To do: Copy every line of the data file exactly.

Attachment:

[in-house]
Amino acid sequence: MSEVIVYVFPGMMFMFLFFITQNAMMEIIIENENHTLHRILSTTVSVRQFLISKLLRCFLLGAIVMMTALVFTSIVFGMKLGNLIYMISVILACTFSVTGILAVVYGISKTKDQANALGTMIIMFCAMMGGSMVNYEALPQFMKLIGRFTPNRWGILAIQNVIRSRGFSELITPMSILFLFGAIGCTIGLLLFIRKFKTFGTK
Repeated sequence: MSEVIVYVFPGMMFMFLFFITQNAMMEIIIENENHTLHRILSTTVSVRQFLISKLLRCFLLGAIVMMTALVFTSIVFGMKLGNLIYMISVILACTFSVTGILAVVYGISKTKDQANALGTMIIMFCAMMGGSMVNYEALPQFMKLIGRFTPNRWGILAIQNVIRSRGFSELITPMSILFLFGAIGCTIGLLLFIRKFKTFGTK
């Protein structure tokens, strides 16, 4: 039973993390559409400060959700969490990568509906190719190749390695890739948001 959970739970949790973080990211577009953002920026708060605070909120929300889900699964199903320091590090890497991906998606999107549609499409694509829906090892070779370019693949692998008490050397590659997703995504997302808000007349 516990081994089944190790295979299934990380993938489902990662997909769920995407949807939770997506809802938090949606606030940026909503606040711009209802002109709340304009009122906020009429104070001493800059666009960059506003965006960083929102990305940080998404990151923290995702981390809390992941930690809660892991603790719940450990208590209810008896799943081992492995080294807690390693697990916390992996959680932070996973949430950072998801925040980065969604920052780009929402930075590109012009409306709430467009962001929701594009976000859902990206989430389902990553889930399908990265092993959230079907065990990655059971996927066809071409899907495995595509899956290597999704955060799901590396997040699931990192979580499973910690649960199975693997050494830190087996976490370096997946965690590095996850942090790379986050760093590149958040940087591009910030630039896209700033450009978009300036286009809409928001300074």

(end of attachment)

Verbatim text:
[in-house]
Amino acid sequence: MSEVIVYVFPGMMFMFLFFITQNAMMEIIIENENHTLHRILSTTVSVRQFLISKLLRCFLLGAIVMMTALVFTSIVFGMKLGNLIYMISVILACTFSVTGILAVVYGISKTKDQANALGTMIIMFCAMMGGSMVNYEALPQFMKLIGRFTPNRWGILAIQNVIRSRGFSELITPMSILFLFGAIGCTIGLLLFIRKFKTFGTK
Repeated sequence: MSEVIVYVFPGMMFMFLFFITQNAMMEIIIENENHTLHRILSTTVSVRQFLISKLLRCFLLGAIVMMTALVFTSIVFGMKLGNLIYMISVILACTFSVTGILAVVYGISKTKDQANALGTMIIMFCAMMGGSMVNYEALPQFMKLIGRFTPNRWGILAIQNVIRSRGFSELITPMSILFLFGAIGCTIGLLLFIRKFKTFGTK
């Protein structure tokens, strides 16, 4: 039973993390559409400060959700969490990568509906190719190749390695890739948001 959970739970949790973080990211577009953002920026708060605070909120929300889900699964199903320091590090890497991906998606999107549609499409694509829906090892070779370019693949692998008490050397590659997703995504997302808000007349 516990081994089944190790295979299934990380993938489902990662997909769920995407949807939770997506809802938090949606606030940026909503606040711009209802002109709340304009009122906020009429104070001493800059666009960059506003965006960083929102990305940080998404990151923290995702981390809390992941930690809660892991603790719940450990208590209810008896799943081992492995080294807690390693697990916390992996959680932070996973949430950072998801925040980065969604920052780009929402930075590109012009409306709430467009962001929701594009976000859902990206989430389902990553889930399908990265092993959230079907065990990655059971996927066809071409899907495995595509899956290597999704955060799901590396997040699931990192979580499973910690649960199975693997050494830190087996976490370096997946965690590095996850942090790379986050760093590149958040940087591009910030630039896209700033450009978009300036286009809409928001300074």